In this research article, the authors point out that the cycles of translation from English to the language of the context and back again can be costly and inconvenient. But, they point out three benefits to investing in translation and multi-lingual research spaces.
First, the authors argue that disseminating the results of research in local languages not only makes your research accessible to stakeholders, but it also helps stakeholders value all research more. They write:
Translations are expensive and time-consuming, so a large part of our work stays in English unavailable to the local stakeholders, who may have participated in the research process. This is an issue not only because it reduces their possibilities to learn from the systematized outcomes of the processes in which they participate, but because it reduces their perception of the value of research. When stakeholders feel that researchers write exclusively for other foreign researchers, their readiness to support and fund research may decrease.
The second benefit:
Second, academics who don’t read English may find it difficult to continue building on knowledge published only in that language.
This takeaway is obvious. So many publications are translated to English, but the reverse is rare.
Third, and by no means least, naming complex issues or ideas only in English impoverishes other languages. When we forsake finding a word for a particular concept or idea in a given language, we impoverish that language.
This is quite insightful. Language is intrinsic to organizational learning. If the concepts advanced in our research are never introduced to the local language, then it may be impossible for that learning to take root.
The authors recognize a fascinating tension in this work. They demonstrated the possibility of multi-language research spaces via a virtual research commons for their project.
What we have learned from working with different languages and acknowledging them during the full research cycle, including the dissemination stage, is that they are time- consuming, costly and even a bit messy and uncomfortable. For example, in the case of the virtual space above, some participants complained that having to find their own language among texts written in other languages begs an extra effort from them and slows them down. However, the alternative is renouncing inclusion and plurality, which is at odds with the challenge faced by academia to address complex societal problems.
There is a cost to complexity, but solution spaces need to be more complex than the problems they’re resolving.1
We find that high-, medium-, and low-engagement-state gamers respond differently to motivations, such as feelings of effectance and need for challenge. In the second stage, we use the results from the first stage to develop a matching algorithm that learns (infers) the gamer’s current engagement state “on the fly” and exploits that learning to match the gamer to a round to maximize game-play. Our algorithm increases gamer game-play volume and frequency by 4%–8% conservatively, leading to economically significant revenue gains for the company.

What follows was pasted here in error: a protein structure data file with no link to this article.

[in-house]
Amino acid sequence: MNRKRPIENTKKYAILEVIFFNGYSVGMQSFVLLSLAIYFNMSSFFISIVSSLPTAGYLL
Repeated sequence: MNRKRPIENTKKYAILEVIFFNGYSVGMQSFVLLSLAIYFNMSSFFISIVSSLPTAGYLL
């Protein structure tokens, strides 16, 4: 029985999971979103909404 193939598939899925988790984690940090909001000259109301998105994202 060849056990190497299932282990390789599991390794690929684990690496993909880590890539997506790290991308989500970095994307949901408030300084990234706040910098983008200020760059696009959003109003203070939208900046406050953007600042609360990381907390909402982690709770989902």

As ever with this kind of mechanism, are we sure we want this to exist..? The potential is no doubt powerful. Imagine interactive TV shows that modulate what they’re presenting based on readings of the viewer… Hrm.
The halo effect is essentially how positive—but irrelevant—traits influence our perception of what the thing with the halo actually says or does. These authors explored how charities manifest the halo effect on their websites, and find evidence for four varieties of halo effect.
this study employs charity websites as a multi-attribute donation channel consisting of three attributes of information content quality (mission information, financial information, and donation information) and four attributes of system quality (navigability, download speed, visual aesthetics, and security). Based on the proposed framework, this study proposes four types of halos that are relevant to charity website evaluation —collective halo (attribute-to-attribute), aesthetics halo (attribute-to- dimension), reciprocal-quality halo (dimension-to-dimension), and quality halo (dimension-to-dimension)
If academia ceases to have an impact it loses its raison d’être. Impact is what differentiates meaningful academic work from mere busywork. It makes the difference between signal and noise.
Ultimately, the questions that concerns us [are] what role research plays in society and how we can create a research system with impact at its core?
I like this project. Benedikt and Sascha say they’re taking a systemic approach to model the full complexity of academic impact:
academia struggles with creating/measuring/generating impact because it struggles to conceptualise and structurally anticipate it. We are missing a systemic perspective on impact that is grounded in the fact that different forms of meaningful academic work show very different forms of impact.
The work is supposedly semi-open. The authors ask anyone that reads each chapter, released incrementally on Google Docs, to contribute comments, and then they will work to incorporate these insights back into the final output.
Abhijit Banerjee and Esther Duflo of M.I.T. and Michael Kremer of Harvard have devoted more than 20 years of economic research to developing new ways to study — and help — the world’s poor. On Monday, their experimental approach to alleviating poverty won them the 2019 Nobel Memorial Prize in Economic Sciences. Dr. Duflo, 46, is the youngest economics laureate ever and the second woman to receive the prize in its half-century history.
Amazing news. Esther Duflo has been a research-hero of mine since Cal Newport profiled her as a story of purpose-finding.
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